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De Lima won’t suspend cybercrime law power to block websites

Justice Secretary Leila de Lima

MANILA, Philippines — Justice Secretary Leila de Lima turned down the proposal of Sen. Edgardo Angara, on Thursday, to suspend the implementation of a provision of the Cybercrime Prevention Act that gave the Department of Justice (DOJ) the power to block or restrict access to websites that violate the new law.

De Lima said the implementing rules and regulations (IRR) of the law would “clarify” that provision to address the complaints of various sectors.

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“On a finer legal point, no legislator can unilaterally ask for a suspension of a law nor can we decide to suspend,” she said.

“On the ground, we will just be judicious on the first few cases to allay fears of abuse or excesses in the exercise of such power and also to gain trust,” she added.

Angara acknowledged having reservations about Section 19 of Republic Act No. 10175 that has authorized the justice secretary to block access to websites that commit child pornography and other crimes spelled out in the new law.

“I think there is some ground for questioning not the authority granted but the lack of precaution and safeguards in the exercise of this blocking authority, said Angara, the sponsor in the Senate and one of the authors of the new law.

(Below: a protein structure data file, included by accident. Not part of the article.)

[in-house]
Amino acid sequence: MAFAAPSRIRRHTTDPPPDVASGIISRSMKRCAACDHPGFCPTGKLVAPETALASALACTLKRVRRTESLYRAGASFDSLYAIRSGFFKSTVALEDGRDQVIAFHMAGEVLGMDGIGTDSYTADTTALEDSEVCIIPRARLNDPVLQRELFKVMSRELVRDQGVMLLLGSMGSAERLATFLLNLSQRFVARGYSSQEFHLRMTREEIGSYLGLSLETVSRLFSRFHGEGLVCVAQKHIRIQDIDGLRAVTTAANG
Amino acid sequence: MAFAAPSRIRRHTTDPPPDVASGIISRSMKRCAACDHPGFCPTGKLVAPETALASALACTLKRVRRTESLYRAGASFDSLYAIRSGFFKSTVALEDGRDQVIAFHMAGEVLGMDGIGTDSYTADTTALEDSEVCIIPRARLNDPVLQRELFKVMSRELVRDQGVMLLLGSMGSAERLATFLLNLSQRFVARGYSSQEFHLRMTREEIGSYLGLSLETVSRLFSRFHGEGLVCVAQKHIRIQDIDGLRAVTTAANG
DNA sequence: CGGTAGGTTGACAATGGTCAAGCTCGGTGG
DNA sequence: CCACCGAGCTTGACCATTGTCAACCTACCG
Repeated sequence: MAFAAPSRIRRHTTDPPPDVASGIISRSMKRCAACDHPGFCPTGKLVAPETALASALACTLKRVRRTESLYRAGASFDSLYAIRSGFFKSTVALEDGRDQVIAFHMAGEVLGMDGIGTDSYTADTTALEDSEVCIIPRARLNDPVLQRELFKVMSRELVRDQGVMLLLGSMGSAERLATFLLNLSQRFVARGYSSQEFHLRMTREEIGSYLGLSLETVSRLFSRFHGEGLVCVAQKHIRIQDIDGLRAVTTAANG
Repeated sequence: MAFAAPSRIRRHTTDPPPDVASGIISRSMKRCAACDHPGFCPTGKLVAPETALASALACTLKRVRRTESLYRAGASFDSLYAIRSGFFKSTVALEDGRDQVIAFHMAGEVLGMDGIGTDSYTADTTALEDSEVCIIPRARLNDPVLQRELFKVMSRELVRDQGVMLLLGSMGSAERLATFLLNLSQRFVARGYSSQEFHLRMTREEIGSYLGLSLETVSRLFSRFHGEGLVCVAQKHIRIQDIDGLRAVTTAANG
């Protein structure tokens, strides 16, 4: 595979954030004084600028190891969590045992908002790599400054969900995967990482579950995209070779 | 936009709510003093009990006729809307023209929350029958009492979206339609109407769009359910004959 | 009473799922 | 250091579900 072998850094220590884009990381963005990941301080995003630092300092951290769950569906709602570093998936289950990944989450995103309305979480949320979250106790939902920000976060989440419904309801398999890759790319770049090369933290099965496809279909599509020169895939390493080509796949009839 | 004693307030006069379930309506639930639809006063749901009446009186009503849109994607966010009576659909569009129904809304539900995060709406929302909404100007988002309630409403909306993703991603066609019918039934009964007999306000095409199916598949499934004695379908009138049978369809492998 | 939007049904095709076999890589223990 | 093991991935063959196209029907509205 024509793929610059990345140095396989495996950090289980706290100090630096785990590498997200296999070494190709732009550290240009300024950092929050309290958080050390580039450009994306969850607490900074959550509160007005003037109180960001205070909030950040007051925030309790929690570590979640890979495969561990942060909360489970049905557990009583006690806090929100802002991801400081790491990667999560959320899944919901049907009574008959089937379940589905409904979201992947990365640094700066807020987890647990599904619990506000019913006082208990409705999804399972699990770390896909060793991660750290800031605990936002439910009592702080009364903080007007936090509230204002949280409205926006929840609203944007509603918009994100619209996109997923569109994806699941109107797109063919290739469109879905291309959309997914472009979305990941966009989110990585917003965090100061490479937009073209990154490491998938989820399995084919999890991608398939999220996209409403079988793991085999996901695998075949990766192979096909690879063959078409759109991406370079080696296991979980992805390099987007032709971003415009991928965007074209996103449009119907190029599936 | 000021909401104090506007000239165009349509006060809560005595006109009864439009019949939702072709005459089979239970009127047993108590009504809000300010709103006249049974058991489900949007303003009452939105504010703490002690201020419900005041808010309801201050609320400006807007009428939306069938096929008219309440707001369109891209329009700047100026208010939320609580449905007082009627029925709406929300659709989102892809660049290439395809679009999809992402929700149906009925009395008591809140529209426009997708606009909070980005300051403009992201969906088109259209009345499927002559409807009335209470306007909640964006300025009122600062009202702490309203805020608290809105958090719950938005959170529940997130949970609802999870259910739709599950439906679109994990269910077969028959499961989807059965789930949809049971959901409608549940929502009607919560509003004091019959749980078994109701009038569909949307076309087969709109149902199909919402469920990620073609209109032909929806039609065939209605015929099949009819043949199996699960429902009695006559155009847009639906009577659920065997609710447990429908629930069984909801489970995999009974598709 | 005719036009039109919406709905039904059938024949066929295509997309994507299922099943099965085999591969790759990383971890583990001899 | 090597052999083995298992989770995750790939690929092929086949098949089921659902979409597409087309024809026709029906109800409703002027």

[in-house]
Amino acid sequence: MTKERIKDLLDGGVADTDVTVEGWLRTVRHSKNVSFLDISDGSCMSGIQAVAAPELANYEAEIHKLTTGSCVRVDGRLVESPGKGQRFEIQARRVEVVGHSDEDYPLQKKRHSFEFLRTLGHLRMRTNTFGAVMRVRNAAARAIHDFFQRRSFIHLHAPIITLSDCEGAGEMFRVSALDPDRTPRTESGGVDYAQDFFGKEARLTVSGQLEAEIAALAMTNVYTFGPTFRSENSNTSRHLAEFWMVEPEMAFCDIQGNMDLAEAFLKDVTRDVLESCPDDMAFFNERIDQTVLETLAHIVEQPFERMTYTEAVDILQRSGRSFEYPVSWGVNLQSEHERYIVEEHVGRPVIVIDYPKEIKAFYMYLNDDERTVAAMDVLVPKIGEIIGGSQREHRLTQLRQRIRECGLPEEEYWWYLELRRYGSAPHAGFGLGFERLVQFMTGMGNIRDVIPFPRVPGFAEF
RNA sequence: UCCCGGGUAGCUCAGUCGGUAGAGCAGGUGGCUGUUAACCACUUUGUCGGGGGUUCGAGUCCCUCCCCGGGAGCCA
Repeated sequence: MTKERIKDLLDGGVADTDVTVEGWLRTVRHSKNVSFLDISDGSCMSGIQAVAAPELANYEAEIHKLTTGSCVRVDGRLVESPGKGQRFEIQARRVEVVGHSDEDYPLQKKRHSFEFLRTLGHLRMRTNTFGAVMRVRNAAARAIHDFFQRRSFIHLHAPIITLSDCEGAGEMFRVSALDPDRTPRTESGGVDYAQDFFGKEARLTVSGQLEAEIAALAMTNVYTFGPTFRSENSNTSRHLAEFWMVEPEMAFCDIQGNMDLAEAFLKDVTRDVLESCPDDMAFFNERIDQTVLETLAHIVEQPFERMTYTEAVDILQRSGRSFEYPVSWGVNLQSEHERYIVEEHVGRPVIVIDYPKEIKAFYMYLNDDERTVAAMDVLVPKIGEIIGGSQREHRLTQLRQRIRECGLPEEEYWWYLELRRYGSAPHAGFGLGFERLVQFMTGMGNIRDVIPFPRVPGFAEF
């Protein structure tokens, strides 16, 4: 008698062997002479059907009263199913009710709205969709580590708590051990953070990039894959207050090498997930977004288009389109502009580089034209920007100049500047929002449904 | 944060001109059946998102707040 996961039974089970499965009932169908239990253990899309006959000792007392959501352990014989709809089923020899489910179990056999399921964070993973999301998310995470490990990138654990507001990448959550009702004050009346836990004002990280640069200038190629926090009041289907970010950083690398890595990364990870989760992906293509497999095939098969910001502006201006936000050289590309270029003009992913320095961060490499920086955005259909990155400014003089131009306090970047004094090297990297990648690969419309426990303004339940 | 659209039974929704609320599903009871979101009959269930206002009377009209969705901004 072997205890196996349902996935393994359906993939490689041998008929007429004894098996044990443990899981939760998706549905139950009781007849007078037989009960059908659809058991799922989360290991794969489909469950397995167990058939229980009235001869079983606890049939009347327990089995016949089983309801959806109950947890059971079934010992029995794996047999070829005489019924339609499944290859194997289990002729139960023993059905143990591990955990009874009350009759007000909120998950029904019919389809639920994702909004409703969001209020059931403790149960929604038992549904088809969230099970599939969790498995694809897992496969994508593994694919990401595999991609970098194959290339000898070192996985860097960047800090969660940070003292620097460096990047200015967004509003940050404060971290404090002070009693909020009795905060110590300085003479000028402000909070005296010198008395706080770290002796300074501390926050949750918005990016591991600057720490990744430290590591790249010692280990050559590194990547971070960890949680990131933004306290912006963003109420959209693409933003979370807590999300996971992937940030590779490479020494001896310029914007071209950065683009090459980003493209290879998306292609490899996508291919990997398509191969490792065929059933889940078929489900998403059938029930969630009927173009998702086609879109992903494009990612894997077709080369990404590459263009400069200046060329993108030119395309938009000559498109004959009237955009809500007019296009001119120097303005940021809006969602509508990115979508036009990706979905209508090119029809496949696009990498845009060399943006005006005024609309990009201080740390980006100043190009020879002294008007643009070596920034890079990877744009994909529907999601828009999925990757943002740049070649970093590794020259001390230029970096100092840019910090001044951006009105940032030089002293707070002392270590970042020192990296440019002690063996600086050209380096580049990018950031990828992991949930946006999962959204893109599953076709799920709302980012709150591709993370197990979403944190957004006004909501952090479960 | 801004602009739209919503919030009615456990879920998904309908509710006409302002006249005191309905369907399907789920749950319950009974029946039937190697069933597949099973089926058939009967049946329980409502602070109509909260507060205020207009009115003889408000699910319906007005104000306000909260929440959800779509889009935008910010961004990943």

“For instance, in the warrant of arrest or search you need a court order before you can do a search or effect an arrest,” he said at a news forum.

“Personally, I would recommend that we ask the secretary of justice when promulgating the rules and regulations to suspend the exercise of this power in the meantime before the Supreme Court decides on this particular issue or the Congress passes the amendatory law,” he added.

The DOJ is set to hold a multisectoral forum on Oct. 9 to address the concerns of various sectors about the law and to get inputs before the agency,  Department of the Interior and Local Government, and Department of Science and Technology come out with the IRR.

However, a group of bloggers that asked the Supreme Court to nullify provisions of the cybercrime law for being unconstitutional said that “sugarcoating” the law through its IRR was not enough.

“However good the intentions of President Aquino, his spokespersons and Secretary De Lima are in coming out with the IRR, those cannot change this bad law. It cannot change an evil law,” said Anthony Ian Cruz, owner of the tech and political blog tonyocruz.com.

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“It’s like trying to soften the blow of a hammer or put glitters on it,” he added.

Cruz said the promised amendments of the law’s proponents were an admission on the part of legislators that they made a “big mistake.”

TOPICS: Child Pornography, Congress, Crime, Cybercrime Prevention Act, Department of Justice, Edgardo Angara, Fraud, freedom of express, Internet, justice and rights, law and justice, Libel, News, online news media, Senate, Social Media, Websites
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